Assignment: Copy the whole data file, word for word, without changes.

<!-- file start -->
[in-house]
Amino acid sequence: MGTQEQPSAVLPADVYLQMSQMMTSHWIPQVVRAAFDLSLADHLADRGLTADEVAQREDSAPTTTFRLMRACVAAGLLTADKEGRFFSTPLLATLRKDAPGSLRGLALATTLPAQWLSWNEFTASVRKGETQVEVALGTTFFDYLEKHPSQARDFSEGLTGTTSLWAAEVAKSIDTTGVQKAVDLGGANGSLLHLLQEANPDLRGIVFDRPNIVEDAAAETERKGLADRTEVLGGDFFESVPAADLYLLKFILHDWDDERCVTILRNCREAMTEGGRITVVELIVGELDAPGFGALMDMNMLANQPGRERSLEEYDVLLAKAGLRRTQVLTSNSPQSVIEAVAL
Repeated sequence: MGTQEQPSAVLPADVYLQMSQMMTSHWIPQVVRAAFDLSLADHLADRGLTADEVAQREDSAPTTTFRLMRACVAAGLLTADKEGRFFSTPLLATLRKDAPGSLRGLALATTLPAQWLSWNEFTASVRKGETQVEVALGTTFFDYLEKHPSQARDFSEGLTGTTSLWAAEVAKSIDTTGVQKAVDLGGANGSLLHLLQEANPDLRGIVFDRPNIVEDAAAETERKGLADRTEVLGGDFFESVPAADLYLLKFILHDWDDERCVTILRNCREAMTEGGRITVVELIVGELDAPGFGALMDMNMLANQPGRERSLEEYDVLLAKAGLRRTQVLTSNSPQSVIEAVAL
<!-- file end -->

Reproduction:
[in-house]
Amino acid sequence: MGTQEQPSAVLPADVYLQMSQMMTSHWIPQVVRAAFDLSLADHLADRGLTADEVAQREDSAPTTTFRLMRACVAAGLLTADKEGRFFSTPLLATLRKDAPGSLRGLALATTLPAQWLSWNEFTASVRKGETQVEVALGTTFFDYLEKHPSQARDFSEGLTGTTSLWAAEVAKSIDTTGVQKAVDLGGANGSLLHLLQEANPDLRGIVFDRPNIVEDAAAETERKGLADRTEVLGGDFFESVPAADLYLLKFILHDWDDERCVTILRNCREAMTEGGRITVVELIVGELDAPGFGALMDMNMLANQPGRERSLEEYDVLLAKAGLRRTQVLTSNSPQSVIEAVAL
Repeated sequence: MGTQEQPSAVLPADVYLQMSQMMTSHWIPQVVRAAFDLSLADHLADRGLTADEVAQREDSAPTTTFRLMRACVAAGLLTADKEGRFFSTPLLATLRKDAPGSLRGLALATTLPAQWLSWNEFTASVRKGETQVEVALGTTFFDYLEKHPSQARDFSEGLTGTTSLWAAEVAKSIDTTGVQKAVDLGGANGSLLHLLQEANPDLRGIVFDRPNIVEDAAAETERKGLADRTEVLGGDFFESVPAADLYLLKFILHDWDDERCVTILRNCREAMTEGGRITVVELIVGELDAPGFGALMDMNMLANQPGRERSLEEYDVLLAKAGLRRTQVLTSNSPQSVIEAVAL